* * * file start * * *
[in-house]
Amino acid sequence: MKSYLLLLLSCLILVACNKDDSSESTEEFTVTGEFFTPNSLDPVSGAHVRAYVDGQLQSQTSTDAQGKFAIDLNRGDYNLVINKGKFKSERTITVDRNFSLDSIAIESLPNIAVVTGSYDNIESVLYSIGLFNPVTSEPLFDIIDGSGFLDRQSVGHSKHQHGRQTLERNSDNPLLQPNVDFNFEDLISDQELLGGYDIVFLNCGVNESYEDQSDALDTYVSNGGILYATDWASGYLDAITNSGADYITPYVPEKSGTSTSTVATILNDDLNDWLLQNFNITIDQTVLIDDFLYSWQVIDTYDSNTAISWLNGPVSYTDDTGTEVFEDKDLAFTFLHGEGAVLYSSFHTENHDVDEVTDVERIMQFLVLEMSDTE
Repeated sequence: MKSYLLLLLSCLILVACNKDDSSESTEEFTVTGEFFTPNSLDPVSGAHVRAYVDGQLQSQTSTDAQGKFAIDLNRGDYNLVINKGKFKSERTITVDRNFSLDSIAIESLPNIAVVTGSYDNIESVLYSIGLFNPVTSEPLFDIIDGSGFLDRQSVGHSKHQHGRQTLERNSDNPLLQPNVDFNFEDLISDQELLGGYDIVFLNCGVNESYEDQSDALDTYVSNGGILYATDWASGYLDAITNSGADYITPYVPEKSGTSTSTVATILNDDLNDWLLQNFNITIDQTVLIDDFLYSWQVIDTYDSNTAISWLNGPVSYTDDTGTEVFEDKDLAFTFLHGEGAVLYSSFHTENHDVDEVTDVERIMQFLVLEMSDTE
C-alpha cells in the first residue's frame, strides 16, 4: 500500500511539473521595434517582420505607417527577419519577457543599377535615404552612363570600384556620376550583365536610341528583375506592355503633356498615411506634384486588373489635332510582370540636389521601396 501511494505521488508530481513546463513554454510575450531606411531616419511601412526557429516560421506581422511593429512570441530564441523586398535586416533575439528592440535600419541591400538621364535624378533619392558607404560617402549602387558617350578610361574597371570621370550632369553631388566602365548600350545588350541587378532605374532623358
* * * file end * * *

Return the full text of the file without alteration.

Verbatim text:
[in-house]
Amino acid sequence: MKSYLLLLLSCLILVACNKDDSSESTEEFTVTGEFFTPNSLDPVSGAHVRAYVDGQLQSQTSTDAQGKFAIDLNRGDYNLVINKGKFKSERTITVDRNFSLDSIAIESLPNIAVVTGSYDNIESVLYSIGLFNPVTSEPLFDIIDGSGFLDRQSVGHSKHQHGRQTLERNSDNPLLQPNVDFNFEDLISDQELLGGYDIVFLNCGVNESYEDQSDALDTYVSNGGILYATDWASGYLDAITNSGADYITPYVPEKSGTSTSTVATILNDDLNDWLLQNFNITIDQTVLIDDFLYSWQVIDTYDSNTAISWLNGPVSYTDDTGTEVFEDKDLAFTFLHGEGAVLYSSFHTENHDVDEVTDVERIMQFLVLEMSDTE
Repeated sequence: MKSYLLLLLSCLILVACNKDDSSESTEEFTVTGEFFTPNSLDPVSGAHVRAYVDGQLQSQTSTDAQGKFAIDLNRGDYNLVINKGKFKSERTITVDRNFSLDSIAIESLPNIAVVTGSYDNIESVLYSIGLFNPVTSEPLFDIIDGSGFLDRQSVGHSKHQHGRQTLERNSDNPLLQPNVDFNFEDLISDQELLGGYDIVFLNCGVNESYEDQSDALDTYVSNGGILYATDWASGYLDAITNSGADYITPYVPEKSGTSTSTVATILNDDLNDWLLQNFNITIDQTVLIDDFLYSWQVIDTYDSNTAISWLNGPVSYTDDTGTEVFEDKDLAFTFLHGEGAVLYSSFHTENHDVDEVTDVERIMQFLVLEMSDTE
C-alpha cells in the first residue's frame, strides 16, 4: 500500500511539473521595434517582420505607417527577419519577457543599377535615404552612363570600384556620376550583365536610341528583375506592355503633356498615411506634384486588373489635332510582370540636389521601396 501511494505521488508530481513546463513554454510575450531606411531616419511601412526557429516560421506581422511593429512570441530564441523586398535586416533575439528592440535600419541591400538621364535624378533619392558607404560617402549602387558617350578610361574597371570621370550632369553631388566602365548600350545588350541587378532605374532623358